Lastly, the variance in tax rate is perhaps the most substantial barrier to international consensus. In Australia alone, tax rates on online gambling in the various territories range from eight percent to 50 percent.[13] Similar variation exists among the European Union Member States.[14] Such variation allows for “tax jurisdiction shopping,” where providers locate themselves in the most favorable jurisdiction, resulting in a loss of tax revenue for other jurisdictions.[15] To avoid this, “some degree of tax harmonization” is necessary to reach an international consensus on regulation.[16] This creates a very compelling need to reach an international consensus among as many jurisdictions as possible to avoid the problem of a nonparty undercutting the agreement with more favorable tax rates and a lower level of regulation.

In conclusion, a number of substantial barriers stand in the way of reaching an expansive international consensus on the regulation of Internet gambling. Jurisdictions may need some leeway to tweak regulations to best suit their individual situations, but close attention must be paid to ensure they are not subverting the regulatory system. Seeing that strong moral viewpoints are in play, convincing a large number of jurisdictions to join in also poses a big challenge to international consensus. Finally, harmonizing taxation among the jurisdictions may prove to be the most daunting barrier. Without some level of tax harmonization, a system of international regulation will likely fall victim to tax jurisdiction shopping, which would undermine the system’s effectiveness. Should providers choose to locate in a jurisdiction that is not party to the consensus as a result of jurisdiction shopping, the system is likely to be ineffective. Reaching the necessary consensus entails substantial transaction costs. The decision of whether regulation efforts are truly worth it may come down to weighing these costs against the tax revenue that each jurisdiction could derive from regulation, versus letting these tax benefits go unrealized under systems of prohibition.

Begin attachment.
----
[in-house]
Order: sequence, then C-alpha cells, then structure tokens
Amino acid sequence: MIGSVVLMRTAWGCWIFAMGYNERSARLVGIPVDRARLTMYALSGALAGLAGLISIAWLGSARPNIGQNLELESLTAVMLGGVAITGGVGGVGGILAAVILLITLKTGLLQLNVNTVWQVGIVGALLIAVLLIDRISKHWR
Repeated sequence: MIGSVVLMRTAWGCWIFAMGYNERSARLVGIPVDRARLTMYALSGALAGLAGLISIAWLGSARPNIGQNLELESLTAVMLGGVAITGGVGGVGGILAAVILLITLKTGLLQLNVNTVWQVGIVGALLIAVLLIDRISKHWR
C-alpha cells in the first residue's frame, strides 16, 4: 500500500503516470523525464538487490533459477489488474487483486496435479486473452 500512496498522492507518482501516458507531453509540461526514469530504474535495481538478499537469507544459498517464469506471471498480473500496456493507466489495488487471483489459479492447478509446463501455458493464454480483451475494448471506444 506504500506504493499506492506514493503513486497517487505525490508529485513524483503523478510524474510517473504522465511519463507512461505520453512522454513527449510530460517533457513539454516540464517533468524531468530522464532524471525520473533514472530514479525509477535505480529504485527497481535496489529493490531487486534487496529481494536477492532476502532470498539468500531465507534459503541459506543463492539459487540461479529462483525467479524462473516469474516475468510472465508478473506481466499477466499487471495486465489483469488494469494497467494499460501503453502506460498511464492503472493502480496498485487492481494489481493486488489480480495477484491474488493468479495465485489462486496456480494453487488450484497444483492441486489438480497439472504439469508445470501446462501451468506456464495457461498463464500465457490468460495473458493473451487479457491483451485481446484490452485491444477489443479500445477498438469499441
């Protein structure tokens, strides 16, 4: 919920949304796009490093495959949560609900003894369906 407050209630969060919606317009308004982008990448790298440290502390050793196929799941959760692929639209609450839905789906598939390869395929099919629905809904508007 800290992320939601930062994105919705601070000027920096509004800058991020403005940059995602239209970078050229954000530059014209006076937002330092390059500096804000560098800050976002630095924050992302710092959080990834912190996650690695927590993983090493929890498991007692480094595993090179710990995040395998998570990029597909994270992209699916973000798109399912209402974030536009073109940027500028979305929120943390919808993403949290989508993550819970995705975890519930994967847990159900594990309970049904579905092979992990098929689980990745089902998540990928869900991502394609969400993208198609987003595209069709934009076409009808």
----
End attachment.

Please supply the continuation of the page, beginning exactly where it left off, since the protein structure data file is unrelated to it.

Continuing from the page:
[1] Margaret Devaney, Online Gambling and International Regulation: an Outside Bet, 18 Info. Comm. Tech. L. 273, 276 (2009); see also John D. Andrle, A Winning Hand: A Proposal for an International Regulatory Schema with Respect to the Growing Online Gambling Dilemma in the United States, 37 Vand. J. Transnat’l L. 1389, 1407 (2004); Katherine A. Valasek, Winning the Jackpot: A Framework for Successful International Regulation of Online Gambling and the Value of Self-Regulating Entities, 2007 Mich. St. L. Rev. 753, 781-82 (2007).

[2] Andrle, supra note 1, at 1407.

[3] Valasek, supra note 1, at 782.

[4] Andrle, supra note 1, at 1420.

[5] Id. at 1421.

[6] Id. at 1421-22.

[7] See Stevie Watson et al., The Legalization of Internet Gambling: A Consumer Protection Perspective, 23 J. Pub. Pol’y & Marketing 209, 211 (2004).

[8] Devaney, supra note 1, at 274.

[9] Id.

[10] See Valasek, supra note 1, at 761 (“Historically, morality was the primary concern when it came to restricting gambling.”).

[11] Devaney, supra note 1, at 274.

[12] William R. Eadington, The Future of Online Gambling in the United States and Elsewhere, 23 J. Pub. Pol’y & Marketing 214, 217 (2004).

[13] Valasek, supra note 1, at 1414.

[14] Devaney, supra note 1, at 274.

[15] Id. at 275; Valasek, supra note 1, at 1414.

[16] Devaney, supra note 1, at 274.